EEOC has filed a particularly newsworthy lawsuit against Kaplan Higher Education Corp.The suit is based on Kaplan’s alleged consideration of candidates’ credit histories during the hiring process. EEOC takes the position (and has, for quite some time), that employers may be engaging in unlawful employment discrimination by using a candidate’s credit history when deciding who to hire. EEOC contends that this practice, in which many employers engage regularly, has an unlawful discriminatory impact based on race and is neither job-related nor justified by business necessity. In short, EEOC alleges that employers, including Kaplan, are disproportionately disqualifying black candidates due to credit ratings.
Although I understand that there is a comfort to employers in using credit histories to screen clients, comfortable isn’t always the most desirable outcome. When an employer asks me about whether to rule out a candidate based on the candidate’s credit history, I usually suggest that it’s very possible that a top performing employee can be so focused on being a top performer that their personal lives are left unattended. In other words, you can imagine an employee whose personal credit is less than perfect because they’re too focused on work–not the worst employee that I can imagine, by far.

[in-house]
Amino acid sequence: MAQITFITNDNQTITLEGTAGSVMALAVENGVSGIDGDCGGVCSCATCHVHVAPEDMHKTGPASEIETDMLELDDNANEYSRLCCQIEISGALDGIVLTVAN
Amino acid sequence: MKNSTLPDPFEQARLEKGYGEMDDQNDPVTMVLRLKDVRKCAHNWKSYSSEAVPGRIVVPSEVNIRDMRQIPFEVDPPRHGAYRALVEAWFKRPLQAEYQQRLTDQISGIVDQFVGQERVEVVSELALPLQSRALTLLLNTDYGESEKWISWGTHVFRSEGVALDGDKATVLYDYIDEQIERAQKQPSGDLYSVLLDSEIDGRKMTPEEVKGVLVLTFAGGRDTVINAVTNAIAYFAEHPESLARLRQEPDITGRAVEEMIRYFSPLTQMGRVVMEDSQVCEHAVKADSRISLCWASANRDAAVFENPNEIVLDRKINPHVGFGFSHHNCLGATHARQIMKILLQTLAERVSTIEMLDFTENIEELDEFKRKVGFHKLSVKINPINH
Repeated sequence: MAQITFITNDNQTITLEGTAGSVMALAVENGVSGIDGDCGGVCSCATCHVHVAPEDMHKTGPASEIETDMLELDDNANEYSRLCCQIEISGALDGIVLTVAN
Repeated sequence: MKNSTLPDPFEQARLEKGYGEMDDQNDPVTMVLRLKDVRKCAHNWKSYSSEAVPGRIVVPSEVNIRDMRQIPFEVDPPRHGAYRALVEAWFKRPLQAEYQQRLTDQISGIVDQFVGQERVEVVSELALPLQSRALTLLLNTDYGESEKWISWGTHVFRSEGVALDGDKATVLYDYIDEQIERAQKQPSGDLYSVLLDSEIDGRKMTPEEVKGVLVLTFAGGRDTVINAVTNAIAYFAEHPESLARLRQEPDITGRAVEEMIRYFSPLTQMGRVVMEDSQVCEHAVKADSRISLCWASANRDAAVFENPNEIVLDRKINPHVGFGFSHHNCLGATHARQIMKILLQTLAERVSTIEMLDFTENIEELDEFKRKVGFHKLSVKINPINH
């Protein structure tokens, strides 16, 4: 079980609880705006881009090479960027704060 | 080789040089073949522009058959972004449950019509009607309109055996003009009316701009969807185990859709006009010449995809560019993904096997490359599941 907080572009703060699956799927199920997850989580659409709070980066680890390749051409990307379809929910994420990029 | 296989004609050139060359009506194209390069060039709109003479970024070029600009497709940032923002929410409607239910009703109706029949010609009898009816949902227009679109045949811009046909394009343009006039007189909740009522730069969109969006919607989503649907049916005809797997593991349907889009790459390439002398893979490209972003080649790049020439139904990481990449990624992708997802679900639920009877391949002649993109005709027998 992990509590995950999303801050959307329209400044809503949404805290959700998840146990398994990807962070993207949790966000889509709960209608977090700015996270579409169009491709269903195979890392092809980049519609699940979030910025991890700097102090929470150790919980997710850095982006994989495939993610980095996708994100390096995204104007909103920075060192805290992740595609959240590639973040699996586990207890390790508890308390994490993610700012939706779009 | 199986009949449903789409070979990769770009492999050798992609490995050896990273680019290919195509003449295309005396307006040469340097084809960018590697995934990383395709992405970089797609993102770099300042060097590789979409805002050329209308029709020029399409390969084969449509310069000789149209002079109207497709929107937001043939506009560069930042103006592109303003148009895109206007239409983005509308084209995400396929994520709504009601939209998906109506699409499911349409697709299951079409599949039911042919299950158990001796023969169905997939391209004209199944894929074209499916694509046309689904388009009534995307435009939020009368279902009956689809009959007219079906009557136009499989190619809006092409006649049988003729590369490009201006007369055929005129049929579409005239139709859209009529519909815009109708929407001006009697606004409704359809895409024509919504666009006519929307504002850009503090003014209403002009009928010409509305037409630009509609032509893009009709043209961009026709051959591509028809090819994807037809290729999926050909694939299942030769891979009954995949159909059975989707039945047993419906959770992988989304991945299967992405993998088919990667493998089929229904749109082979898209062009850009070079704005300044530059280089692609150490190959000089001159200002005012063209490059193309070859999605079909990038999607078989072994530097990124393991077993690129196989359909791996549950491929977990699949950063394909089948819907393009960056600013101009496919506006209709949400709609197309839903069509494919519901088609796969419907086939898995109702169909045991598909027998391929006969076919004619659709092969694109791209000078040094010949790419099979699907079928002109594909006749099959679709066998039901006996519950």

Another scenario is an employee who goes through a difficult divorce, which results in a poor credit rating. Or, alternatively, if the employee has had a serious family illness. This, also, can lead to financial difficulty and, in turn, to a less-than-stellar credit rating.
Of course, none of these scenarios are connected by race or ethnicity. Thus, I can’t say that I am particularly compelled by EEOC’s position in the Kaplan case. But neither am I compelled by a credit score–especially not in a difficult economy or in any economy when looking for the best possible employee for the job.
One final note. Illinois recently passed a law prohibiting employers from disqualifying candidates based on credit history. The law takes effect on January 1, 2011. Hawaii, Oregon, and Washington have similar laws. And, as of late summer, 2010, similar bills were pending in 15 states. So it seems indisputable that the practice is becoming more and more disfavored.